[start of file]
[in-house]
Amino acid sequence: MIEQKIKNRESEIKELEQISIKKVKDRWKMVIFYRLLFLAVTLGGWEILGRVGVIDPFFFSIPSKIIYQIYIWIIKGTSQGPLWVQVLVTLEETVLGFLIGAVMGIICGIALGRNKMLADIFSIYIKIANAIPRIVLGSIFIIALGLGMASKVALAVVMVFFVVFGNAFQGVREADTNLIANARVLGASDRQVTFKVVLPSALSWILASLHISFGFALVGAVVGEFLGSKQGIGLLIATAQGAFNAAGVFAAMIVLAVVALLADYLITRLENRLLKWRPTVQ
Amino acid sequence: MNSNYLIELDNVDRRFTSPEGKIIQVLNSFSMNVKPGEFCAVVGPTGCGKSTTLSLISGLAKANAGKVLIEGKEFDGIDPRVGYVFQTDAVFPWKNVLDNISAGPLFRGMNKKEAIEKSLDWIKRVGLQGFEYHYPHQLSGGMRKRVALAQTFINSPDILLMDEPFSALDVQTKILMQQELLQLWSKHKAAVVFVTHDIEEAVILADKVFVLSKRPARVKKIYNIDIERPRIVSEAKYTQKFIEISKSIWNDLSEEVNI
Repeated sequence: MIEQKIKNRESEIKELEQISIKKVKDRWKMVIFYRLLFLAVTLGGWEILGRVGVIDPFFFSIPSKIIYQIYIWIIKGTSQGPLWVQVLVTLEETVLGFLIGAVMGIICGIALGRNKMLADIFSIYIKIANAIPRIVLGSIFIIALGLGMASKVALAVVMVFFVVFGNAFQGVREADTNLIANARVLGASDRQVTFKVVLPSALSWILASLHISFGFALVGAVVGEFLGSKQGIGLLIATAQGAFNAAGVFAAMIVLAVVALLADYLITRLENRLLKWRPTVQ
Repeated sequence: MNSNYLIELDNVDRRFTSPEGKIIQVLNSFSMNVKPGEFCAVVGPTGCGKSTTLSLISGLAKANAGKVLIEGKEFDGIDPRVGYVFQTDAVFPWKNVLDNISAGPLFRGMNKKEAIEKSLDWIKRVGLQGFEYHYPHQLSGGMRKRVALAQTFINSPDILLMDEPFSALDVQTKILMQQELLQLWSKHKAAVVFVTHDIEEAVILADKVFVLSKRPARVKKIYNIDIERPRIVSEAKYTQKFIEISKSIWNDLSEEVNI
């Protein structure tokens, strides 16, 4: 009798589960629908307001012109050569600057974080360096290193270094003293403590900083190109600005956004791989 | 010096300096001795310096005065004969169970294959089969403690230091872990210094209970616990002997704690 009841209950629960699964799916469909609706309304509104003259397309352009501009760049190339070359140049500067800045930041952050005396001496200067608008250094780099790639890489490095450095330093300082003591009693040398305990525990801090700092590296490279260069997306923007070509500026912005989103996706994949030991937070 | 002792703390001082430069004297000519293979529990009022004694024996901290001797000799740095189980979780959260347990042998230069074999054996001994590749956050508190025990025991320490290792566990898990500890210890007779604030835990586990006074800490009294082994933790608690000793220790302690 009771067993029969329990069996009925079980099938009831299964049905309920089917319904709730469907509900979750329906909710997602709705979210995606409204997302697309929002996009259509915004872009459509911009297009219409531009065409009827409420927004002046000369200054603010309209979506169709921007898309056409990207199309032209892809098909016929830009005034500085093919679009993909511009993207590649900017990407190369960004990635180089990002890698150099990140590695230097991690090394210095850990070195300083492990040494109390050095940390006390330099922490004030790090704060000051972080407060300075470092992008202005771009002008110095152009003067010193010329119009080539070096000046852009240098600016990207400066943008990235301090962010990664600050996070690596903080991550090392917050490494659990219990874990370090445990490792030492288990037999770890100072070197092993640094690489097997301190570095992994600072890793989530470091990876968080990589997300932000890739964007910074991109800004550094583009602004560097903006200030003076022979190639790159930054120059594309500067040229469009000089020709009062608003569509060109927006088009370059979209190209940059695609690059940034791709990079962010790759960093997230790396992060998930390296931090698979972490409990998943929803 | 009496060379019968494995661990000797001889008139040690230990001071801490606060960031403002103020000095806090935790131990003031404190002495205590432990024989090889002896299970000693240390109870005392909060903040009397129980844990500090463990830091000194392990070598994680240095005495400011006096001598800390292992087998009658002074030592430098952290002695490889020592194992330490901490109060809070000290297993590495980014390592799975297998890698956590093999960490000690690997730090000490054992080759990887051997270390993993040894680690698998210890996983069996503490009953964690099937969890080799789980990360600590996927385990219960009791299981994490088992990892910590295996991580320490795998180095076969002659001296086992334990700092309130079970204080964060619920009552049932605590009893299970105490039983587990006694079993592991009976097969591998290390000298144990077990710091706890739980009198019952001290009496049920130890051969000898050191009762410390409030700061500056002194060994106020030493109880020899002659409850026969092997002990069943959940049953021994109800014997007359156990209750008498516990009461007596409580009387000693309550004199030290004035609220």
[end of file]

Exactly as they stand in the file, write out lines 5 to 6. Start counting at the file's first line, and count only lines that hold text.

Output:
Repeated sequence: MNSNYLIELDNVDRRFTSPEGKIIQVLNSFSMNVKPGEFCAVVGPTGCGKSTTLSLISGLAKANAGKVLIEGKEFDGIDPRVGYVFQTDAVFPWKNVLDNISAGPLFRGMNKKEAIEKSLDWIKRVGLQGFEYHYPHQLSGGMRKRVALAQTFINSPDILLMDEPFSALDVQTKILMQQELLQLWSKHKAAVVFVTHDIEEAVILADKVFVLSKRPARVKKIYNIDIERPRIVSEAKYTQKFIEISKSIWNDLSEEVNI
């Protein structure tokens, strides 16, 4: 009798589960629908307001012109050569600057974080360096290193270094003293403590900083190109600005956004791989 | 010096300096001795310096005065004969169970294959089969403690230091872990210094209970616990002997704690 009841209950629960699964799916469909609706309304509104003259397309352009501009760049190339070359140049500067800045930041952050005396001496200067608008250094780099790639890489490095450095330093300082003591009693040398305990525990801090700092590296490279260069997306923007070509500026912005989103996706994949030991937070 | 002792703390001082430069004297000519293979529990009022004694024996901290001797000799740095189980979780959260347990042998230069074999054996001994590749956050508190025990025991320490290792566990898990500890210890007779604030835990586990006074800490009294082994933790608690000793220790302690 009771067993029969329990069996009925079980099938009831299964049905309920089917319904709730469907509900979750329906909710997602709705979210995606409204997302697309929002996009259509915004872009459509911009297009219409531009065409009827409420927004002046000369200054603010309209979506169709921007898309056409990207199309032209892809098909016929830009005034500085093919679009993909511009993207590649900017990407190369960004990635180089990002890698150099990140590695230097991690090394210095850990070195300083492990040494109390050095940390006390330099922490004030790090704060000051972080407060300075470092992008202005771009002008110095152009003067010193010329119009080539070096000046852009240098600016990207400066943008990235301090962010990664600050996070690596903080991550090392917050490494659990219990874990370090445990490792030492288990037999770890100072070197092993640094690489097997301190570095992994600072890793989530470091990876968080990589997300932000890739964007910074991109800004550094583009602004560097903006200030003076022979190639790159930054120059594309500067040229469009000089020709009062608003569509060109927006088009370059979209190209940059695609690059940034791709990079962010790759960093997230790396992060998930390296931090698979972490409990998943929803 | 009496060379019968494995661990000797001889008139040690230990001071801490606060960031403002103020000095806090935790131990003031404190002495205590432990024989090889002896299970000693240390109870005392909060903040009397129980844990500090463990830091000194392990070598994680240095005495400011006096001598800390292992087998009658002074030592430098952290002695490889020592194992330490901490109060809070000290297993590495980014390592799975297998890698956590093999960490000690690997730090000490054992080759990887051997270390993993040894680690698998210890996983069996503490009953964690099937969890080799789980990360600590996927385990219960009791299981994490088992990892910590295996991580320490795998180095076969002659001296086992334990700092309130079970204080964060619920009552049932605590009893299970105490039983587990006694079993592991009976097969591998290390000298144990077990710091706890739980009198019952001290009496049920130890051969000898050191009762410390409030700061500056002194060994106020030493109880020899002659409850026969092997002990069943959940049953021994109800014997007359156990209750008498516990009461007596409580009387000693309550004199030290004035609220």